Milan has announced one of Europe’s most ambitious mobility schemes, known as Strade Aperte (open roads). Its goal is to reduce cars in phase 2 of the lockdown by increasing bike lanes and pedestrian areas.
The road to happiness (the most beautiful, not the fastest one)
A group of experts is creating an algorithm that can calculate, according to the users’ photos and comments, the most pleasant and interesting itinerary, rather than the one usually suggested by GPS devices and applications.
It’s almost involuntary: when we write the destination in our sat-nav or in a map application we always choose the “fastest” route. But have you ever thought that, when we’re not in a hurry or when nobody is waiting for us, we can even opt for the most beautiful and interesting route to reach our destination? Yes, how is it possible, you’d probably say, if we don’t know the areas we’re passing through?
The answer lies in a project a team of experts including Daniele Quercia and Luca Maria Ajello of Barcelona’s Yahoo Labs as well as Rossano Schifanella of the University of Turin are working on. The project is entitled The Shortest Path to Happiness: Recommending Beautiful, Quiet, and Happy Routes in the City and their invention consists in an algorithm that should suggest the most beautiful routes depending on the website users’ opinions. Initially, the experiment was conducted in London: to put it in simple terms, the team chose a series of images of the city from Google Street View and loaded them on the website UrbanGems.org. So, it asked the city residents to say the characteristics of the streets and neighbourhoods. The ones that received the best comments has been used to create the most beautiful route.
The experiment then continued in Boston, it used Flickr’s photos (owned by Yahoo) instead of loading them on UrbanGems.org and it was based on the number of loadings of the pictures featuring the same place as well as on their relative tags and comments. Both in London and Boston the itineraries were judged by the citizens and it has been calculated that the route length increased by 12 percent on average (so, not that much) compared to the fastest route.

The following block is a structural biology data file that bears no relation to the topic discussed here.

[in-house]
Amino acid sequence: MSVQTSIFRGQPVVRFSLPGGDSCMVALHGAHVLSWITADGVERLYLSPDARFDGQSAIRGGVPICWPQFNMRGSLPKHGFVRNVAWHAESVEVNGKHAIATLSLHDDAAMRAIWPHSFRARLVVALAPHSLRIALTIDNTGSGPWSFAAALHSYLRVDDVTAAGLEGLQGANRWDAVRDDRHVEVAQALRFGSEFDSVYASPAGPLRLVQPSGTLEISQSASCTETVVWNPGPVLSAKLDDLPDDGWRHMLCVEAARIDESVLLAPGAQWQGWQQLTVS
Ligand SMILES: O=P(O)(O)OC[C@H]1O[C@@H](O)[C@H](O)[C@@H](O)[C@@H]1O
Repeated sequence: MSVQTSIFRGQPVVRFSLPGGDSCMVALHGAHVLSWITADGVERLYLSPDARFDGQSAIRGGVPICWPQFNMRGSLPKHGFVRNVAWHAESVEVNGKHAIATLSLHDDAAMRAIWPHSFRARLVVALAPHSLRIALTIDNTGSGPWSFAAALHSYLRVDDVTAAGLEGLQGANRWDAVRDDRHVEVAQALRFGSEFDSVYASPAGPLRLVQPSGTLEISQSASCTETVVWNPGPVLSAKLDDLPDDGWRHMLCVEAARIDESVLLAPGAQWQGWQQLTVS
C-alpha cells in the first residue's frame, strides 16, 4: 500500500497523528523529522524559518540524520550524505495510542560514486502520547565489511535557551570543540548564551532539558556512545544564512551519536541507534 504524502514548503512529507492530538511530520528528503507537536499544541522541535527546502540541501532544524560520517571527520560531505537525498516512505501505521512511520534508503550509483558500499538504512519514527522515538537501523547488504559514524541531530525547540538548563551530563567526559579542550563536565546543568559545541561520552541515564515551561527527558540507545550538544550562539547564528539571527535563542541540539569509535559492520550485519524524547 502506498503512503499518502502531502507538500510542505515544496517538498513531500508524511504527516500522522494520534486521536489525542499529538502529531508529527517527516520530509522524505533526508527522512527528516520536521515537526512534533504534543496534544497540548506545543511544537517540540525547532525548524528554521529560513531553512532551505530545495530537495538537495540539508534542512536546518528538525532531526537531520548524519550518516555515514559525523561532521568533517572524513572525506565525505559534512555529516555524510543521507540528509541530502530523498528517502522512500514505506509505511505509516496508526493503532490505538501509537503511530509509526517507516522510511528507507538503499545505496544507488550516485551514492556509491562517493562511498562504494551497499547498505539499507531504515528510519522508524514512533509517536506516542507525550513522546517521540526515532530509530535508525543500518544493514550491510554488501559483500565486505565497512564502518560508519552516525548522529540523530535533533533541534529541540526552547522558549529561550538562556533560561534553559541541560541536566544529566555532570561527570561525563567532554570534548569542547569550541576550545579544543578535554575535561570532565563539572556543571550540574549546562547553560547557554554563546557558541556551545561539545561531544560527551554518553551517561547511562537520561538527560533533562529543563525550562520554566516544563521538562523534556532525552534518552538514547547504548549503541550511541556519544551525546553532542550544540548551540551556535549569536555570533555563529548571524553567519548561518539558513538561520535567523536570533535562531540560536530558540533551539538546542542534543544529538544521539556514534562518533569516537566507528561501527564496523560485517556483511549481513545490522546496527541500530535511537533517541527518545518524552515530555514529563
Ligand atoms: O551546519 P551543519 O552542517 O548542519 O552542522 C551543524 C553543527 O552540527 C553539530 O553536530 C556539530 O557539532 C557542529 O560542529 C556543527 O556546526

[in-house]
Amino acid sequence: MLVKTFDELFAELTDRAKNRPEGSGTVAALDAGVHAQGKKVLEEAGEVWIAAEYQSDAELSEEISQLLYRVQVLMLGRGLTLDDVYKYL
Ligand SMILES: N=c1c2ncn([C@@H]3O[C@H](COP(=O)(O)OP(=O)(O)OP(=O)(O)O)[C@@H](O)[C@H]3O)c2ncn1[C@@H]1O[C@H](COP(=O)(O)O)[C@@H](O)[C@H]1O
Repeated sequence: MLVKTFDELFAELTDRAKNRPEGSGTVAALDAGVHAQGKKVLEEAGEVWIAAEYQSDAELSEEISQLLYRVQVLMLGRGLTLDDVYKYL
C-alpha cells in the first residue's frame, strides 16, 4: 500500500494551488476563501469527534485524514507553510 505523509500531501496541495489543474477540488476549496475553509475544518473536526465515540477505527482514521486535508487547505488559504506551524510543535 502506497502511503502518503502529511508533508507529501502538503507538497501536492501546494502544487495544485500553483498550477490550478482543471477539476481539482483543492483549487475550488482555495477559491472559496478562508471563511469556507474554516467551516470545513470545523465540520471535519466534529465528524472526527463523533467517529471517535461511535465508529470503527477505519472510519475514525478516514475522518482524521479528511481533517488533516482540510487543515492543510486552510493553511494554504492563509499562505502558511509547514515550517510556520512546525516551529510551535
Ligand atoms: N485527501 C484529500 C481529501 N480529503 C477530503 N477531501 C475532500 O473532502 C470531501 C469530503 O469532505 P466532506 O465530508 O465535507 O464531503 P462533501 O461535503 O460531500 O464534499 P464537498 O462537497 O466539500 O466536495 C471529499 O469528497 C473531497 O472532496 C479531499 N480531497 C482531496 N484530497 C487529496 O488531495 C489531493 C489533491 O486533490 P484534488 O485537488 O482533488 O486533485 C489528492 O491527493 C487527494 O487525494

Obviously, the best way to appreciate this type of itineraries and their natural and architectural beauty is walking, ride a bike or using public means of transport. Low emissions cars that are safer and more comfortable, offer the possibility of enjoying surrounding landscapes as best as one can.
Low emissions cars are also beneficial for our health and the environment. The project is still in progress and, hopefully, soon we will enjoy beautiful routes, not just fast ones.
Formula 1, the world’s most important auto racing championship, has decided to turn the page and aim for carbon neutrality with the support of its teams, drivers and the whole racing circus.
Recycled plastic instead of asphalt: here’s the idea of a Dutch company for a sustainable and quick to build road that requires few maintenance works. Rotterdam has already said yes.
From “hybrid” culture to the Olympics. Toyota and LifeGate, a decade together for sustainable mobility
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Germany’s first solar bicycle lane could be the prototype for the roads of the future. The photovoltaic tiles melt snow and ice, and are capable of absorbing noise.
The Vespa is back in an electric version. Production has just started and the first models can be reserved online starting from October.
The city of Utrecht, in the Netherlands, has inaugurated a bicycle path that brings together a bridge, the rooftop of a school and a garden.
The Lego hair bike helmet is the latest Internet craze. For now it’s just a prototype but production on a large scale will probably start soon.
Heir to the legendary Bulli van of the ‘60s, the official vehicle of the hippie movement, the new Volkswagen van is electric and self-driving. It has eight seats and can be turned into a living room. It will be produced starting from 2021.